Small Dolls, Big Decisions

Book reviewed:  Ship of Dolls – Shirley Parenteau, Candlewick Press, 2014


It’s tough to be a young child caught in a web of moral decisions. You’re lucky if you have a silent but persuasive doll to help you.  In Kirby Larson’s The Friendship Doll, that message was explicit. In Ship of Dolls, the first in Shirly Parenteau’s trilogy about the same Japanese-American doll exchange which was the setting for Larson’s novel, eleven-year old Lexie Lewis is confronted with the consequences of lying or even withholding the truth from her grandparent guardians.  She is also involved in the 1920s doll exchange, an eager, even desperate, participant in a contest to accompany an American doll, Emily Grace, to San Francisco, to be part of the send-off of these silent ambassadors to Japan.  Like most of the characters in Larson’s book, Lexie is a powerless child caught in a bad situation; her actions can either improve things or make them much worse.

The two authors’ moral and narrative style are somewhat similar, at least in the fact that their young heroines are treated really badly by adults.  Lexie’s father has been killed in a car accident. As the book begins she is living in Portland Oregon with her paternal grandparents. Her mother is a flapper, making this book rather different from Larson’s.  There is a focus on Lexie’s incompetent mom as a hedonistic if well-intentioned “new woman,” who dresses stylishly, sings in nightclubs, and seems to be inconsistent in her feelings about different men in her life.  She remarries a musician after he husband’s untimely death, but, by the end of the book, a ship’s captain has offered her “free” passage to Japan in exchange for entertaining the passengers.

A wary Lexie, who has dreamed of being reunited with her mother, is suspicious:

“Lexie thought of the way Captain Richards had looked at Mama, a look Lexie had seen before.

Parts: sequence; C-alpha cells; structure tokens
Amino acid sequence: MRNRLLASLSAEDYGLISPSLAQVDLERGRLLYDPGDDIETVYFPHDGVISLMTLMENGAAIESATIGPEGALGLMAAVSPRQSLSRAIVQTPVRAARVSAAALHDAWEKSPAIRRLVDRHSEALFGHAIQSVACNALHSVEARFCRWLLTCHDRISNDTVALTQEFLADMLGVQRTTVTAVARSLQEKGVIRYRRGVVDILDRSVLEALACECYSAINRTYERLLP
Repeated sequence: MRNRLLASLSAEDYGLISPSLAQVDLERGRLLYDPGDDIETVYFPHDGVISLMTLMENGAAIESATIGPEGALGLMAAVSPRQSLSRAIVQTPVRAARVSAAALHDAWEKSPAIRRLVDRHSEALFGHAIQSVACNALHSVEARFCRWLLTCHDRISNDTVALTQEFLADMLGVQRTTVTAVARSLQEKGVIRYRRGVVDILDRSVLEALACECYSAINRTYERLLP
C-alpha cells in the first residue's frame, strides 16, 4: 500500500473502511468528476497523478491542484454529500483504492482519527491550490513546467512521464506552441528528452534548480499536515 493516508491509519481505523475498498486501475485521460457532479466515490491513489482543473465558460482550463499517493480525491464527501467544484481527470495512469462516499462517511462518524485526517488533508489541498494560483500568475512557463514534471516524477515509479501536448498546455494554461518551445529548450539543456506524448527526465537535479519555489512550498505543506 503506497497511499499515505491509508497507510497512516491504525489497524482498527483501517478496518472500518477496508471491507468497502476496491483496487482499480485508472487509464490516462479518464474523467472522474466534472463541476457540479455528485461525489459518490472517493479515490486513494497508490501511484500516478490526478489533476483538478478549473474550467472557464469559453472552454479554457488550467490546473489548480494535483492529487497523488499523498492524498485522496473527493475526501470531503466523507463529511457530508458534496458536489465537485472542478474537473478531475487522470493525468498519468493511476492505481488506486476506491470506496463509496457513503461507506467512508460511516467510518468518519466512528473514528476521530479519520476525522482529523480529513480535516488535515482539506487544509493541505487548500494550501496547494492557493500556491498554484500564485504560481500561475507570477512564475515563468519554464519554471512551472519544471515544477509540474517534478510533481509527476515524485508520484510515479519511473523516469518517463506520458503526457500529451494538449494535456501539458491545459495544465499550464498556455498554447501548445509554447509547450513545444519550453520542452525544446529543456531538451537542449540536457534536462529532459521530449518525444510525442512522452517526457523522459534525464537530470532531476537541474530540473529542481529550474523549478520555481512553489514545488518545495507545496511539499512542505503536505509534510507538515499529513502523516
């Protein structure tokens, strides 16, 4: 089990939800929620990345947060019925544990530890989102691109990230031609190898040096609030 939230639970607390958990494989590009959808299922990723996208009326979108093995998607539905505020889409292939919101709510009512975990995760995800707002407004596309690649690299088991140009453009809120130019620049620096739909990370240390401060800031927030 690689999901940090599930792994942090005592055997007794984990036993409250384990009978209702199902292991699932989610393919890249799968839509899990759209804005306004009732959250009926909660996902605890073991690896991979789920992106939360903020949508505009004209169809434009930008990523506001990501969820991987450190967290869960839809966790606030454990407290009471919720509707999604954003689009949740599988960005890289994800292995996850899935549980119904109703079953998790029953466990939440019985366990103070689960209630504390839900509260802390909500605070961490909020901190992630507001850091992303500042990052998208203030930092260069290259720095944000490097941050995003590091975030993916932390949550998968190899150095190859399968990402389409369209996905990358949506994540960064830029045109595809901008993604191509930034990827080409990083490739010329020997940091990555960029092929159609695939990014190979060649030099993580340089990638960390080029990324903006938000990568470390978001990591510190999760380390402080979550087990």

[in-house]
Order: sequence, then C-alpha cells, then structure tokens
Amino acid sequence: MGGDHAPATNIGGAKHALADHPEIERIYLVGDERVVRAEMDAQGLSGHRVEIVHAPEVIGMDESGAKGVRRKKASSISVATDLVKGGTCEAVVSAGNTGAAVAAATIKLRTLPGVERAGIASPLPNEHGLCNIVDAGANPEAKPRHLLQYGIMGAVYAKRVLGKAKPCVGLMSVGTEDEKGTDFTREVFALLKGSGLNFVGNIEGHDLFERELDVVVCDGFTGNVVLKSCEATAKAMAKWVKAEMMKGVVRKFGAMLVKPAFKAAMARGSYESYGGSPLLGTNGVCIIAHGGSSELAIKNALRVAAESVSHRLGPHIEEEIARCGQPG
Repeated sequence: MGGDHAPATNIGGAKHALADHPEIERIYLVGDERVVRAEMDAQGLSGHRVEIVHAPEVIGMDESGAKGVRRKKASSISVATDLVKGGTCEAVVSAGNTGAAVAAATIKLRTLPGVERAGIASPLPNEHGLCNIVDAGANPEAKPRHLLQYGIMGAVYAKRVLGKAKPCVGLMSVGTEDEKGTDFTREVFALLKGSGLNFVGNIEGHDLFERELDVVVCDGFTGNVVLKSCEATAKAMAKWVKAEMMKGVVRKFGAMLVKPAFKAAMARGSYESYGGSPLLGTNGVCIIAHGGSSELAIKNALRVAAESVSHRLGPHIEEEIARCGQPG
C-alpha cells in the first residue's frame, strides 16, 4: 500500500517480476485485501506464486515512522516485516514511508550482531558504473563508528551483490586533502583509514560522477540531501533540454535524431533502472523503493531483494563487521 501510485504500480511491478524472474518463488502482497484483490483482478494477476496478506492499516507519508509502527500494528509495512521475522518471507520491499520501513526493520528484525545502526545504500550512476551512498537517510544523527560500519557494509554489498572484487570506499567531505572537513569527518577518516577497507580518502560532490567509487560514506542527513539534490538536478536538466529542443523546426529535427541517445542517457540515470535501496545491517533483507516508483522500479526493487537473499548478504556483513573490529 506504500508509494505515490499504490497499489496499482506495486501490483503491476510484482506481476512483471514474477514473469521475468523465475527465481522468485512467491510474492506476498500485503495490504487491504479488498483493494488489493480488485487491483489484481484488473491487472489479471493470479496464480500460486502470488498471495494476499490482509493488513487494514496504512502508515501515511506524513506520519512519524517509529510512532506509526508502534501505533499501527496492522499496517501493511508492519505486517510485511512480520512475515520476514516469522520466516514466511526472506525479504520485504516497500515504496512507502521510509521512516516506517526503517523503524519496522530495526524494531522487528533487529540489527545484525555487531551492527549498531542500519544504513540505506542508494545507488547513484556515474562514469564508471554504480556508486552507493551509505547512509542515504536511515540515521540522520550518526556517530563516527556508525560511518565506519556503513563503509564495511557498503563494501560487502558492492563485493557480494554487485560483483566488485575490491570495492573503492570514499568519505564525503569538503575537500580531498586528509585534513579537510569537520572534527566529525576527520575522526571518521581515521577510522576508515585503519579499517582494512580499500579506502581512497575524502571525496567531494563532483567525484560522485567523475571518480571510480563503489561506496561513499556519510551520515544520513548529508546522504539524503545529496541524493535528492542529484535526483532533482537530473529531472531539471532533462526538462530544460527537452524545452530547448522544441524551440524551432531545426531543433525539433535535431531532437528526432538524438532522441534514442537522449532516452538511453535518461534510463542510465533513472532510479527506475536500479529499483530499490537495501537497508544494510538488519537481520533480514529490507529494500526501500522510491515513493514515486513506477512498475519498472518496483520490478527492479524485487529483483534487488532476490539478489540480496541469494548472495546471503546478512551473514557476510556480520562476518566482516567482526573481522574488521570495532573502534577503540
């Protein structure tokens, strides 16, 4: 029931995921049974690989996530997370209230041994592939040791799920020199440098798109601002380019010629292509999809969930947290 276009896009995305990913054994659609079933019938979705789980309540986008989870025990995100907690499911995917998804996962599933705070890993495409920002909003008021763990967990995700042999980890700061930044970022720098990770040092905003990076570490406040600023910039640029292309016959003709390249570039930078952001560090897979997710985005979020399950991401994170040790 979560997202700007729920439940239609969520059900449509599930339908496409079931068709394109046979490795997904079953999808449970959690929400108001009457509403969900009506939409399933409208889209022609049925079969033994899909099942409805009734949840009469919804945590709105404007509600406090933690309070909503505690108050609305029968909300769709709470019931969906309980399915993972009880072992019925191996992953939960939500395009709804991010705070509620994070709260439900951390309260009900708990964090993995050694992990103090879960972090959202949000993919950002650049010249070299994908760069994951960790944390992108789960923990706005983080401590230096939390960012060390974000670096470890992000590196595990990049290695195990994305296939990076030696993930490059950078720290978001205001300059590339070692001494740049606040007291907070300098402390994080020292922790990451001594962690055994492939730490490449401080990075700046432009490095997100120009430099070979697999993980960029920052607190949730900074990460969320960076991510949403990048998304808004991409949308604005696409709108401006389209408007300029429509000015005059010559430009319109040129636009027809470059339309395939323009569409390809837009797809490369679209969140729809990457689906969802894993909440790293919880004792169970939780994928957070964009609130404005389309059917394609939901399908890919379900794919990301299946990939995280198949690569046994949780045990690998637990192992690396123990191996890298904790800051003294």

That look meant dancing all night while Lexie waited alone in a cabin.”

Given the standards for women’s behavior of even the relatively progressive “roaring twenties,” it is ambiguous whether the author is judging Lexie’s mother or simply relating the events of her bohemian life. We certainly are not unsure about Lexie’s grandmother, a stern but loving woman who is committed to protecting Lexie, particularly from choosing the same impulsive life as her mother.  The course of events in the novel trace Lexie’s conflict with her grandmother, her plan to be permanently reunited with her mother, and her gradual realization that her grandparents’ love is really more reliable and safe than her mother’s chaotic affection.  Learning to tell the truth, and understanding the consequences of failing to do so, become rather horrifying steps in this path towards maturity.

Lexie’s school is sponsoring a contest.  The student who writes the best letter representing their doll’s mission will win a trip to San Francisco, where Lexie’s mother is living.  When Lexie enters the room where her teacher lives in a boardinghouse and takes the friendship doll, hoping to familiarize herself with the doll and write a more authentic letter, she gets caught. The sympathetic teacher, understanding Lexie’s motives, allows her to borrow the doll, and even to sew a new dress for her.  Lexie does not immediately explain to her grandmother why she has the doll. Her grandmother initially believes the doll is a reward for an accomplishment in school. When she learns that Lexie has not told her the truth, she is infuriated. She is determined to punish Lexie and teacher her a lesson, and cannot be dissuaded by her ineffectual husband.

Here is the turning point, which presented some difficulty in rooting for grandma.  In a scene reminiscent of the cruelest nineteenth century children’s book villainy (think Miss Minchin in A Little Princess), Lexie’s grandmother forces her to throw the dress she had been helping her to sew into the stove, watching it burn. She also forces her to burn the pattern, for good measure.  Her actions are perfectly believable by standards of early twentieth century child rearing, but Lexie’s subsequent reconciliation with her grandmother just seems a little more the result of desperation than anything else. After all, children need adults to care for them and they can’t choose from candidates to do so.

In addition, Lexie’s entire environment is marked by adult venality and cowardice.  The contest is rigged; the daughter of the wealthy school board president steals Lexie’s letter and original poem in order to win the contest.  No one organizing the event has the courage to stand up for the truth.

Different middle grade readers will no doubt react different to this book. They may feel recognition, sadness, confusion, or a sense of resolution when Lexie leaves her mother in San Francisco and returns to her grandparents’ loving home.  The grandmother’s rigidity and unrealistic standards for the child in her care framed the book for me in a way that couldn’t be resolved.  Maybe that ambiguity was intentional. The book is worth reading and discussing.





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